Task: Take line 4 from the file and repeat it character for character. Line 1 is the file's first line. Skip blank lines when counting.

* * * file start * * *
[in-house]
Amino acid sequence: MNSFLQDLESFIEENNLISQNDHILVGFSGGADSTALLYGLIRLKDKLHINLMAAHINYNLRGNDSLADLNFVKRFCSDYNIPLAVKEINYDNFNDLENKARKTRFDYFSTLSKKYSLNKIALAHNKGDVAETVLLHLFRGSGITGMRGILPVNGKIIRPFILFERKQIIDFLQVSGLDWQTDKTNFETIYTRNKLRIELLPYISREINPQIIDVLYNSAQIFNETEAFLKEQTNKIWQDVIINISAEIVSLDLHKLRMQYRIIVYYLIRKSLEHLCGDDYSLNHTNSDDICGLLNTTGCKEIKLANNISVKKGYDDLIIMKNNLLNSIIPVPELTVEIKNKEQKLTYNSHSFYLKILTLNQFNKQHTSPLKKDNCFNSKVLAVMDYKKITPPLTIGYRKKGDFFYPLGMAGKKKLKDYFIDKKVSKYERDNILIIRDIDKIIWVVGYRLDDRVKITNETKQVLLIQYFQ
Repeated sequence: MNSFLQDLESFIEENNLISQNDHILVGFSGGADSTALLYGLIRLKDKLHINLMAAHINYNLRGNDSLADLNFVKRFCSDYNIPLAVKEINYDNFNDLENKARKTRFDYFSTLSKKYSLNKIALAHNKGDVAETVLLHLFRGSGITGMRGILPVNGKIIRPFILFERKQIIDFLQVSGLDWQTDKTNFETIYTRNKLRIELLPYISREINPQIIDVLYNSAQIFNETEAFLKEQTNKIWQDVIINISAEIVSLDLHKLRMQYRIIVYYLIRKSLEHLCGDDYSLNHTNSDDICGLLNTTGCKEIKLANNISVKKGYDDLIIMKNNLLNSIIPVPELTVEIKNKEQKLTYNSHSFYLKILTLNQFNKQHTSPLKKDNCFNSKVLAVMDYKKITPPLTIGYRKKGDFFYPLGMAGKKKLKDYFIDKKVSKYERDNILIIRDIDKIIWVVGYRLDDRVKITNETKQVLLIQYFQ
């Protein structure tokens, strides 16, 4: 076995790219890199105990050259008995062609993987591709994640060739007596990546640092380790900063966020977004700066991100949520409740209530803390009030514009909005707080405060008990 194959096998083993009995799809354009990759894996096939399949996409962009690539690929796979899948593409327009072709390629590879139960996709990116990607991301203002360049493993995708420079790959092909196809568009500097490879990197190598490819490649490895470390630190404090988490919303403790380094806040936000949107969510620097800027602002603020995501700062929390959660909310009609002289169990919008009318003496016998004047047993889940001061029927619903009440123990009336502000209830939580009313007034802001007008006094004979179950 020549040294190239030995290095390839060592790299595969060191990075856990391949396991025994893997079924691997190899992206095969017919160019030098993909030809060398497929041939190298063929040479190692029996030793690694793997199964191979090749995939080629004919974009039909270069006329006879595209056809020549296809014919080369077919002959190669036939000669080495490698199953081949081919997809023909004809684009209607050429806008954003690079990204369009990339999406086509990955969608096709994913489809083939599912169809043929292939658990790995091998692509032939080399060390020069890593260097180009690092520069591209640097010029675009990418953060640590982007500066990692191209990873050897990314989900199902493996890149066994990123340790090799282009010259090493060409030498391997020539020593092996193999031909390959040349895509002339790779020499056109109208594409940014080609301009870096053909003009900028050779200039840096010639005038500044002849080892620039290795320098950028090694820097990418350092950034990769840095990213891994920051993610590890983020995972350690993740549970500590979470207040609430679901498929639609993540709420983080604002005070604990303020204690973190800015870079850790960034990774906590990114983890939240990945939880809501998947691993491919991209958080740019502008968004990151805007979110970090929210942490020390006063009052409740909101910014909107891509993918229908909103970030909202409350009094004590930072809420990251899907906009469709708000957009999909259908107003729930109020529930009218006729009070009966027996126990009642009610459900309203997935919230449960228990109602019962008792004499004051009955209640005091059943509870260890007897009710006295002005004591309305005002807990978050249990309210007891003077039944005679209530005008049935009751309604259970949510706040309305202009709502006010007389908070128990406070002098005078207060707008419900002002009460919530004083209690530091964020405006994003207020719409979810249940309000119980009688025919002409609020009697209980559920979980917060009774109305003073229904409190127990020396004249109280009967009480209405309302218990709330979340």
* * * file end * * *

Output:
């Protein structure tokens, strides 16, 4: 076995790219890199105990050259008995062609993987591709994640060739007596990546640092380790900063966020977004700066991100949520409740209530803390009030514009909005707080405060008990 194959096998083993009995799809354009990759894996096939399949996409962009690539690929796979899948593409327009072709390629590879139960996709990116990607991301203002360049493993995708420079790959092909196809568009500097490879990197190598490819490649490895470390630190404090988490919303403790380094806040936000949107969510620097800027602002603020995501700062929390959660909310009609002289169990919008009318003496016998004047047993889940001061029927619903009440123990009336502000209830939580009313007034802001007008006094004979179950 020549040294190239030995290095390839060592790299595969060191990075856990391949396991025994893997079924691997190899992206095969017919160019030098993909030809060398497929041939190298063929040479190692029996030793690694793997199964191979090749995939080629004919974009039909270069006329006879595209056809020549296809014919080369077919002959190669036939000669080495490698199953081949081919997809023909004809684009209607050429806008954003690079990204369009990339999406086509990955969608096709994913489809083939599912169809043929292939658990790995091998692509032939080399060390020069890593260097180009690092520069591209640097010029675009990418953060640590982007500066990692191209990873050897990314989900199902493996890149066994990123340790090799282009010259090493060409030498391997020539020593092996193999031909390959040349895509002339790779020499056109109208594409940014080609301009870096053909003009900028050779200039840096010639005038500044002849080892620039290795320098950028090694820097990418350092950034990769840095990213891994920051993610590890983020995972350690993740549970500590979470207040609430679901498929639609993540709420983080604002005070604990303020204690973190800015870079850790960034990774906590990114983890939240990945939880809501998947691993491919991209958080740019502008968004990151805007979110970090929210942490020390006063009052409740909101910014909107891509993918229908909103970030909202409350009094004590930072809420990251899907906009469709708000957009999909259908107003729930109020529930009218006729009070009966027996126990009642009610459900309203997935919230449960228990109602019962008792004499004051009955209640005091059943509870260890007897009710006295002005004591309305005002807990978050249990309210007891003077039944005679209530005008049935009751309604259970949510706040309305202009709502006010007389908070128990406070002098005078207060707008419900002002009460919530004083209690530091964020405006994003207020719409979810249940309000119980009688025919002409609020009697209980559920979980917060009774109305003073229904409190127990020396004249109280009967009480209405309302218990709330979340």